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HOUSTON OPEN: An old event has found a new place on the schedule, as the Houston Open, which for the past few years had been played the week before the Masters and was last staged in 2018, is now the featured event of the PGA Tour’s Fall Series.

Though some may view the move as a demotion, considering October has traditionally been regarded as the heart of the offseason for many players, this tournament now has a chance to carve out a unique niche– it features a bigger purse than any other Fall Series event, and is the next-to-last tournament to be held in the U.S. in 2019, as the Tour begins a 4-week stretch in the Far East next week and will only return stateside for the RSM Classic in November. Also, beginning next year there will be a new host venue– Memorial Park Golf Course, a classic layout in the heart of downtown Houston that was first opened in 1936 and has been enjoyed by golfers of every stripe through the years, including your author, many times. Memorial Park was recently renovated by Tom Doak, but if the old character of the course is preserved, it will be a fantastic addition to the schedule and will enhance the profile of this tournament.

For one more year, however, the players will do battle at the Golf Course of Houston (formerly known as Redstone), a Rees Jones-designed track that is known for its wide fairways, numerous water hazards, and large, super-slick greens. It’s fairly long, measuring over 7,400 yards, and for obvious reasons has traditionally been set up to prepare players for Augusta National, with minimal rough and fairways and greens as firm and fast as they can get them. We may see the course play a bit different this year– softer, slower, and longer. That would seem to favor the bombers, you would think, though it’s worth noting that this event has produced a diverse spectrum of winners, with many different styles being able to prosper. But one thing has been a constant: there will be birdies. It’s taken 15-under or better to win in each of the past eight stagings, and last year’s champion Ian Poulter shot 19-under and still needed a playoff to finish the job.

Poulter is not in attendance this year, opting to play the Italian Open instead, but there’s enough top-notch talent on hand to make things interesting, and Henrik Stenson currently heads BETDAQ’s Win Market at 11.5. We’re three weeks removed from our season-opening strike with Joaquin Niemann at The Greenbrier, so it would certainly be nice to get things rolling again with another winner. Here’s what I’m thinking:


Recommendations to BACK (odds in parenthesis)

Scottie Scheffler (29.0)- Though only 23 years old, Scheffler is a rising star with rare talent. He ranks in the top-25 on Tour in both driving distance (321.6 yds. per drive) and birdies per round (4.75), and he demonstrated a knack for closing on the Korn Ferry Tour last year, picking up two victories and six other top-10 finishes in his last 14 starts on that tour. He’s carried that momentum to the PGA Tour’s Fall Series, finishing 7th at The Greenbrier and 16th at the Sanderson Farms Championship a couple of weeks ago, and now he returns to his native Texas, and a course he’s played many times before, though never in competition. Scheffler is the quintessential big hitter with soft hands, so he should be a great fit at GC of Houston, and unlike some in the field this week he doesn’t have any rust to shake off, as he’s been playing regularly and playing well. He’s one to watch this week and I’m happy to take a chance on him at nearly 30/1.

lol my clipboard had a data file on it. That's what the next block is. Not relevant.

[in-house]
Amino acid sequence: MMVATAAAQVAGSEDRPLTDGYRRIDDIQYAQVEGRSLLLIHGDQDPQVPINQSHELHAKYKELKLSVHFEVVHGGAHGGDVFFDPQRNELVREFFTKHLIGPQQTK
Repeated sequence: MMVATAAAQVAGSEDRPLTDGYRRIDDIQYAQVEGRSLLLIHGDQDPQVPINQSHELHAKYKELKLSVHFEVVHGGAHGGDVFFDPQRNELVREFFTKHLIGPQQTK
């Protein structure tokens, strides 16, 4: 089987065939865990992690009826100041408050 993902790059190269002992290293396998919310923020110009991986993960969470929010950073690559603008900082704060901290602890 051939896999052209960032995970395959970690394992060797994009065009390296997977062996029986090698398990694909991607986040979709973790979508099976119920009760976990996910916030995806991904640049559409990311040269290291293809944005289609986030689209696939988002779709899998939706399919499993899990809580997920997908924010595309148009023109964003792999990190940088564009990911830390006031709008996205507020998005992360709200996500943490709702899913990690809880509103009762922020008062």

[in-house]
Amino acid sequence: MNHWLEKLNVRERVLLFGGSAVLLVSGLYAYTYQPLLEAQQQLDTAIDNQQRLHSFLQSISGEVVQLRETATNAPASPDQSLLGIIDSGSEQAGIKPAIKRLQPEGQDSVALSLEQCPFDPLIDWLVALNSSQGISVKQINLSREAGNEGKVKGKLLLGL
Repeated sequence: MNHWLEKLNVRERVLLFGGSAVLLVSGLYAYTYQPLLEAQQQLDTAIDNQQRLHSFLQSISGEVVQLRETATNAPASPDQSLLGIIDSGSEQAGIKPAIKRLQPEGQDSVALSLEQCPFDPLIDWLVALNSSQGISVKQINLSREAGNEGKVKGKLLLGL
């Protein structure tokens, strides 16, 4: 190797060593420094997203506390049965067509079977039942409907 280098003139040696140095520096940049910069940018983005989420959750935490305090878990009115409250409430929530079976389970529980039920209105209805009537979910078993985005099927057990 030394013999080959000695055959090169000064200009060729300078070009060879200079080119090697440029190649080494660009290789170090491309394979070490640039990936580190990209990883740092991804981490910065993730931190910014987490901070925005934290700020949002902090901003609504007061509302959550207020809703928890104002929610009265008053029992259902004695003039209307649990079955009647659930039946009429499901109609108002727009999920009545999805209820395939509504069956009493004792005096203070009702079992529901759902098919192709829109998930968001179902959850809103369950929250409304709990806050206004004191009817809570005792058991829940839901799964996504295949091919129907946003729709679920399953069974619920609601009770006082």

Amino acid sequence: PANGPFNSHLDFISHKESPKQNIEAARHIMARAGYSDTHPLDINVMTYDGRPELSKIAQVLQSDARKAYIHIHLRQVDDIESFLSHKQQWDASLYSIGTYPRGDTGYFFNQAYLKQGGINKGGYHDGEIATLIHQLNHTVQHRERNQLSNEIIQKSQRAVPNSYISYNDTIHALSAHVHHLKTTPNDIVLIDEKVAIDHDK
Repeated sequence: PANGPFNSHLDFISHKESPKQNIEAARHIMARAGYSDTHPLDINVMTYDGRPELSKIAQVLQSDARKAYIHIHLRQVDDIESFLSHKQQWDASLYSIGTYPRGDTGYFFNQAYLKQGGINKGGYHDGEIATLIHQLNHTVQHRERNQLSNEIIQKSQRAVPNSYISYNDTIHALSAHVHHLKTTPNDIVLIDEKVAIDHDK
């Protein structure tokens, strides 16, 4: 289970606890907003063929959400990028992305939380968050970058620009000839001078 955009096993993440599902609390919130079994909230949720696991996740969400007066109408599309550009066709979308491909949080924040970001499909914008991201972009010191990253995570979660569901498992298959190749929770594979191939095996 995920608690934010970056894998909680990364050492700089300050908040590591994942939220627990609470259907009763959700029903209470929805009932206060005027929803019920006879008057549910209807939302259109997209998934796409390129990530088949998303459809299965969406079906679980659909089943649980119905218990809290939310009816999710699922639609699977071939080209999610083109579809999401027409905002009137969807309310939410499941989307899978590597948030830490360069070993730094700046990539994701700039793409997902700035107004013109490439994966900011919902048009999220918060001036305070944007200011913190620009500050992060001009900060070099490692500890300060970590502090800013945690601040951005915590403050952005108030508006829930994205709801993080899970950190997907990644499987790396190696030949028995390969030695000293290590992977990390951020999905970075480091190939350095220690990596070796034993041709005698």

Lanto Griffin (44.0)- Like Scheffler, Griffin spent last season on the Korn Ferry Tour, where he played very well, picking up a victory and seven other top-15 finishes in his past 14 starts on that tour. He’s looked right at home on the PGA Tour over the last month, finding the top-20 in all four Fall Series events thus far and shooting a combined 49-under par over his past 16 competitive rounds. That makes him one of the hottest players in the field this week, and he seems like a good fit at GC of Houston, as he’s plenty long off the tee (318.2 yds. per drive) and has a great record on Bermuda grass, stretching all the way back to his college days at VCU. Also, Griffin is a great putter who currently ranks 3rd in the PGA Tour’s “Total Putting” stat. He’s a definite threat this week and I’m fairly enthusiastic about him at a price like 44.0.

Brice Garnett (94.0)- Garnett finished last season on a high note with his 6th-place showing in August’s Wyndham Championship, his second-best finish of 2019. He appears to have carried that solid play over to the wraparound season, finishing 23rd in his last start– the Safeway Open– after closing with a 68 on a difficult Sunday. Now he comes to the region of the country where he does his best work– the golf in Texas is very similar to Garnett’s home state of Missouri, and Garnett has enjoyed some of his best results in the Lone Star State, including a T7 in this event back in 2014. He’s only played here twice since then and has missed the cut both times, which is surely throwing a lot of folks off the scent this week, but in those two MCs he fired rounds of 70-72-71-71, so I still view course form as a net positive here. Garnett is a longshot, for sure, but he’s well equipped to contend this week and is worth a bet at the current price.